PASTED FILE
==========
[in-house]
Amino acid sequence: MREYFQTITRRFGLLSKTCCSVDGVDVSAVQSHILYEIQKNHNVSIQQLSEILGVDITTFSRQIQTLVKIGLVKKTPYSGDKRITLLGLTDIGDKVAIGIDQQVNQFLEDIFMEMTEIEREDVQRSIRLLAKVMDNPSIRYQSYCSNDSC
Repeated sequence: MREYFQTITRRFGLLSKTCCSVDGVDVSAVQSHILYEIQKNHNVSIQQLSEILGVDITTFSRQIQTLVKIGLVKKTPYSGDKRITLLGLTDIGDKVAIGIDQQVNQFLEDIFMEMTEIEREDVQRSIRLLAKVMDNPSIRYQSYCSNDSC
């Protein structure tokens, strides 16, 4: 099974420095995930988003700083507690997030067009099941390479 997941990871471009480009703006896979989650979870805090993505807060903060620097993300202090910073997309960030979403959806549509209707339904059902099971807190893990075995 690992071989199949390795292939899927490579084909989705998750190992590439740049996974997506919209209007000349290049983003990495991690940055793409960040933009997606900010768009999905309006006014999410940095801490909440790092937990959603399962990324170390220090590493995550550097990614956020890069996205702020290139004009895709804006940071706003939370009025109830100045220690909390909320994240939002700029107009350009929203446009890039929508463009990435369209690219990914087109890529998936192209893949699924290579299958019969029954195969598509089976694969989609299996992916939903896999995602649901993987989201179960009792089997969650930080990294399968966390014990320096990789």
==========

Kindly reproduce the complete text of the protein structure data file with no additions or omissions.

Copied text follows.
[in-house]
Amino acid sequence: MREYFQTITRRFGLLSKTCCSVDGVDVSAVQSHILYEIQKNHNVSIQQLSEILGVDITTFSRQIQTLVKIGLVKKTPYSGDKRITLLGLTDIGDKVAIGIDQQVNQFLEDIFMEMTEIEREDVQRSIRLLAKVMDNPSIRYQSYCSNDSC
Repeated sequence: MREYFQTITRRFGLLSKTCCSVDGVDVSAVQSHILYEIQKNHNVSIQQLSEILGVDITTFSRQIQTLVKIGLVKKTPYSGDKRITLLGLTDIGDKVAIGIDQQVNQFLEDIFMEMTEIEREDVQRSIRLLAKVMDNPSIRYQSYCSNDSC
């Protein structure tokens, strides 16, 4: 099974420095995930988003700083507690997030067009099941390479 997941990871471009480009703006896979989650979870805090993505807060903060620097993300202090910073997309960030979403959806549509209707339904059902099971807190893990075995 690992071989199949390795292939899927490579084909989705998750190992590439740049996974997506919209209007000349290049983003990495991690940055793409960040933009997606900010768009999905309006006014999410940095801490909440790092937990959603399962990324170390220090590493995550550097990614956020890069996205702020290139004009895709804006940071706003939370009025109830100045220690909390909320994240939002700029107009350009929203446009890039929508463009990435369209690219990914087109890529998936192209893949699924290579299958019969029954195969598509089976694969989609299996992916939903896999995602649901993987989201179960009792089997969650930080990294399968966390014990320096990789």